A scientific programme to exploit world-unique capabilities on the European JET fusion facility, hosted at CCFE, is now underway.
Significant upgrades to JET – such as its inner wall of beryllium and tungsten – have effectively turned JET into a miniature version of the next-generation international fusion device ITER. JET is now as close as any device can get to ITER’s operating conditions.
EUROfusion’s latest JET scientific programme (known as a ‘campaign’) marks the culmination of extensive engineering and scientific work since the ‘ITER-like’ inner wall was installed in 2010. New and improved diagnostics and a major neutral beam injection heating upgrade followed.
Tritium experiments vital for ITER
Deuterium-Tritium (DT) experiments on JET – scheduled for 2020 – are key in discovering the science needed to help make ITER a success. It will also give JET physicists and engineers vital experience of running a tokamak with tritium fuel.
But why is DT important? In order to generate large amounts of power in future commercial fusion reactors, there needs to be a combination of two heavy hydrogen nuclei – in this case deuterium and tritium – to fuel the fusion furnace. But because of the radioactive nature of tritium – and also its scarcity – it is not used in most fusion experiments. Instead, most plasmas consist of deuterium, and although scientists are able to scale up the predicted performance of DT plasmas, there is nothing like using the real DT mix itself. Because of JET’s capability to handle tritium and its similarity to ITER’s operating conditions, the new scientific programme has major significance for research into future fusion reactors.
The last DT experiments in magnetic confinement devices were at TFTR (Princeton, USA) between 1993 and 1997, and at JET in 1997 (this campaign was called DTE1). In comparison to DTE1 in 1997, JET now has improved diagnostics which will provide a more complete set of data.
Joelle Mailloux, Taskforce Leader for JET’s Tokamak Science, said: “The experimental programme ahead of us is split into five distinct phases. It started in June with a deuterium campaign focusing on preparing the plasmas required to meet the deuterium-tritium campaign goals.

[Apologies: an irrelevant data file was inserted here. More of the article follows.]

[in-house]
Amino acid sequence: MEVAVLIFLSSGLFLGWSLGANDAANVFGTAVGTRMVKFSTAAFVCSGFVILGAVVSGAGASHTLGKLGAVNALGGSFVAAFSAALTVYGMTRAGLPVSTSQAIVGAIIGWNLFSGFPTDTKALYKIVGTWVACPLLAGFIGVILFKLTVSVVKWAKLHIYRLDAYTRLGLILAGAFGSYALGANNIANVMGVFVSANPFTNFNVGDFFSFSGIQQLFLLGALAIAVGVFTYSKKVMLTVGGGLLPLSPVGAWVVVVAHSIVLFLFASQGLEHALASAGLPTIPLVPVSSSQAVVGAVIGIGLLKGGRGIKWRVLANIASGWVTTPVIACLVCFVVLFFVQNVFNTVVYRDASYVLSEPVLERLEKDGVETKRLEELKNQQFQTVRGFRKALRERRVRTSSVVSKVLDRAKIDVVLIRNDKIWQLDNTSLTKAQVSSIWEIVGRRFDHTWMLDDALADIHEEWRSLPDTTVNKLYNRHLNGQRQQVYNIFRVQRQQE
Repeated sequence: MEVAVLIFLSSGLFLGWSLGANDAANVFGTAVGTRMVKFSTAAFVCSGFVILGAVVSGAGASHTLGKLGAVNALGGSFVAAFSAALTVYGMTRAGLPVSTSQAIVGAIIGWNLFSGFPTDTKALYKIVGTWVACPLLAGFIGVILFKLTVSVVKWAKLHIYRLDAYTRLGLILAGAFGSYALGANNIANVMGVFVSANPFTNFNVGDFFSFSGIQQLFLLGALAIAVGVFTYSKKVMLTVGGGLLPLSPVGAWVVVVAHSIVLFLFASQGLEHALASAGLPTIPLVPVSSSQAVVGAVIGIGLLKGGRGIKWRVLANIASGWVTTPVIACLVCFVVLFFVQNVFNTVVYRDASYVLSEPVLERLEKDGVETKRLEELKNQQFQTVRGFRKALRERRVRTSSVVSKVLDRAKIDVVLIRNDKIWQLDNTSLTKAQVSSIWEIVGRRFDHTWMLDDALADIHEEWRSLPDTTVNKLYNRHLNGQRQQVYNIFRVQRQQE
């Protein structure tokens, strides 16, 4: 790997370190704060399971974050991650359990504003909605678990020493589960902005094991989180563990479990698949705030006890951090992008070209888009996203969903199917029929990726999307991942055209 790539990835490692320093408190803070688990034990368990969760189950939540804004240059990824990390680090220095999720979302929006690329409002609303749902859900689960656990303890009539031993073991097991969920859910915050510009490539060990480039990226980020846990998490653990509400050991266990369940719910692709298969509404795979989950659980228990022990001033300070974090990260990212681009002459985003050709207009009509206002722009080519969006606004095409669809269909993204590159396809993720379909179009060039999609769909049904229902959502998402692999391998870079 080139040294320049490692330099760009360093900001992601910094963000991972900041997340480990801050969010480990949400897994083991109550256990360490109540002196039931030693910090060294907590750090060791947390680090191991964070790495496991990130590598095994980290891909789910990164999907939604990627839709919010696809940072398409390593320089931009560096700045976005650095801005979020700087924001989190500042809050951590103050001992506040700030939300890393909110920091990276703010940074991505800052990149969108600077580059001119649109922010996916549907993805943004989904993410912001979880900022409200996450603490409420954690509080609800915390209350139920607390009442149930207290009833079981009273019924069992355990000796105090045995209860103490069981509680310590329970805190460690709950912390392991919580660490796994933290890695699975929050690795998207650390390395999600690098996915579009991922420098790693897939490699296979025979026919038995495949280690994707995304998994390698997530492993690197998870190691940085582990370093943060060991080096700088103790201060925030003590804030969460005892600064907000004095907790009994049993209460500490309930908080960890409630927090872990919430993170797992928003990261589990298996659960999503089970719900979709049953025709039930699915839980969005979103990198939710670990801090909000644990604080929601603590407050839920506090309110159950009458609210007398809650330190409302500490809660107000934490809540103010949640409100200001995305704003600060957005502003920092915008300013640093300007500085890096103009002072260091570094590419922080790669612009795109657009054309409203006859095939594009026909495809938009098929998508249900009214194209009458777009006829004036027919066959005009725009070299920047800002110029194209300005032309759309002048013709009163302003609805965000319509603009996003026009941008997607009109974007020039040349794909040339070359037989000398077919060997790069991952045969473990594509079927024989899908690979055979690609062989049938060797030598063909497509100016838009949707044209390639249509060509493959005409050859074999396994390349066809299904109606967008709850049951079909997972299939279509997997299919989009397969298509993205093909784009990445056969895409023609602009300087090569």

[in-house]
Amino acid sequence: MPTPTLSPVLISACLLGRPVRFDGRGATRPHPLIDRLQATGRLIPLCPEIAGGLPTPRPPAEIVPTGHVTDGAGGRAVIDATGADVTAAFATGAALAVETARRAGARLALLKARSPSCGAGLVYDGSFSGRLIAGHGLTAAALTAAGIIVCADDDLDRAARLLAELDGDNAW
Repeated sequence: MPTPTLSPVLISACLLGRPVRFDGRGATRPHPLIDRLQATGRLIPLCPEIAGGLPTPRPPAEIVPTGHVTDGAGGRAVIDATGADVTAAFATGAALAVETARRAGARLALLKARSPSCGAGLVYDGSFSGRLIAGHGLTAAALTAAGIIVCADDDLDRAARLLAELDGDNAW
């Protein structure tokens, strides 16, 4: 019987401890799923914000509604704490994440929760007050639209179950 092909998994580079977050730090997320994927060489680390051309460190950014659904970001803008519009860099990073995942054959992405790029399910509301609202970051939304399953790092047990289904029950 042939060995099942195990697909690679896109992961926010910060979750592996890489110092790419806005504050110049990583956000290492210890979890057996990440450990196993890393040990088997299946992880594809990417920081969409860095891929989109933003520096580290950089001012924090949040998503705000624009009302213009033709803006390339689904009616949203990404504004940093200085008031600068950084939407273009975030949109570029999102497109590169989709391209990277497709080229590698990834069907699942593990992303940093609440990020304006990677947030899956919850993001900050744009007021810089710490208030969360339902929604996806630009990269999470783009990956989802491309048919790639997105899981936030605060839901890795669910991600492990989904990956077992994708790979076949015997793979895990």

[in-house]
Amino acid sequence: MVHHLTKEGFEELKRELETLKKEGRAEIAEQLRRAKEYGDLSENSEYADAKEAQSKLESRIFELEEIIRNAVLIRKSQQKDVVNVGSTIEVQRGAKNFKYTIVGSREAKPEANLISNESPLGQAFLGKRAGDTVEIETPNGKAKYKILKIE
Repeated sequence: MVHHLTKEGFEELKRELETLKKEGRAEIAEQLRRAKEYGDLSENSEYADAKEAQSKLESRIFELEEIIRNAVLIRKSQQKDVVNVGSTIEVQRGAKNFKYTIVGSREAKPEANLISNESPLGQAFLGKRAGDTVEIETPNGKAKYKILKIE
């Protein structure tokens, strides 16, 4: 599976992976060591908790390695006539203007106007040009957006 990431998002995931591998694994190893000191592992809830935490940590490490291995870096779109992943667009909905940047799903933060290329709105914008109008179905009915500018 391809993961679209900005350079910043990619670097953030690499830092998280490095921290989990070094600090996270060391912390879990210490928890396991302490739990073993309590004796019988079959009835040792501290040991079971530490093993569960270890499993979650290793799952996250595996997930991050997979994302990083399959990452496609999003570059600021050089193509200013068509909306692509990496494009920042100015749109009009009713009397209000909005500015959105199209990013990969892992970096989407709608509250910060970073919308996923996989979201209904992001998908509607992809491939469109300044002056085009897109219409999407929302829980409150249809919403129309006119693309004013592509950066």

“Following this, it will continue in 2020 with a hydrogen campaign and a tritium campaign for investigating the impact of isotope mass on key plasma physics mechanisms such as plasma-wall interactions and energy transport, and this is then followed by the DT campaign (DTE2).
“The experimental phase is then concluded by a deuterium campaign for cleaning the tritium out of the JET first wall. These experiments are expected to provide an incomparable source of information ahead of DT operation of ITER.”
Unique opportunity to study burning plasmas
Until ITER starts operation with tritium in 2036, JET tritium and deuterium-tritium experiments offer the only opportunity for fusion scientists to investigate physics relevant to burning plasmas for ITER and the prototype fusion power plant DEMO.
In a ‘burning plasma’, the fusion mix can sustain the plasma temperature due to the reactions taking place – therefore there is no need for additional heating to be injected into the plasma.
Although JET will not achieve a burning plasma, it is foreseen that a large number of key physics issues will be addressed in support of achieving it. This includes high fusion power DT plasmas, the effect that alpha particles have on heating, plasma transport and stability, and the role of Radio Frequency (or high frequency) heating.
The scientific programme will be undertaken by a large and diverse team consisting of approximately 450 scientists from 29 European research units, including CCFE.
Joelle Mailloux said: “The unique T and DT campaigns will attract high international interest, and more than 70 scientists from ITER and ITER partner countries (mainly US, Japan, Russia, Korea) will participate in the JET programme.
“Thus, JET contributes not just in providing unique physics results, but in maintaining the world nuclear fusion experience of working with tritium; both crucial for preparing for ITER and DEMO.”